You’re just too nice to your readers, Elizabeth! I agree that it’s strange to post about Christmas in June… way too early. But you’re a sweetie for doing this. Love visiting your blog because it’s always pretty, and it WORKS! 🙂
Such a cute and jolly Santa!
Tags can help link related posts, but they rely on people knowing how to use them.
Agh, pattern testing. I asked for help testing mine, but no one spotted a fraction of the boo-boos I picked up and corrected myself. It is tough.
I can’t believe you fixed all of those problems! I’m not sure I would have known how to make it all work. I am sure it comes with experience. I recently bought a pattern and the designer (well known) had provided a youtube video on how to make the block. The youtube video was wrong. I unfortunately cut 140 triangles in the wrong size because I used the video as a guide. When I realized the mistake, I went back to the video and many before me had commented on the error (with the author saying, “Follow the pattern.”) Why not correct the video? I have gotten much better about reading patterns all the way through and thinking about the math before I start cutting.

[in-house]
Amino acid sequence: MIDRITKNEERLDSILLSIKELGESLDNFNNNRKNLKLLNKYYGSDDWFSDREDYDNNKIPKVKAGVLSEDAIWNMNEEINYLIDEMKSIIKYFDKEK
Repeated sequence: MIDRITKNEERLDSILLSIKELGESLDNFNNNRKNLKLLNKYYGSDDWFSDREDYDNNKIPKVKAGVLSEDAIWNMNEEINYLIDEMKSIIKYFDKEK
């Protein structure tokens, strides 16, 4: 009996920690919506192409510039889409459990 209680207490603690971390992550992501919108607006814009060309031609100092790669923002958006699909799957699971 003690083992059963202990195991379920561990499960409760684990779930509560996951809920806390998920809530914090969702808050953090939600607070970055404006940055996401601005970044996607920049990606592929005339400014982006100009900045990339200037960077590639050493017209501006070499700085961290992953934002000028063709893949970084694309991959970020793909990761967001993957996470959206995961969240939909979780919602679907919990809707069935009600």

Thank you for all of these tips – too bad the designer didn’t value your input, but I do think you did a marvelous job with it. Now to see if I can find the pattern. Do you remember how big the tree blocks are?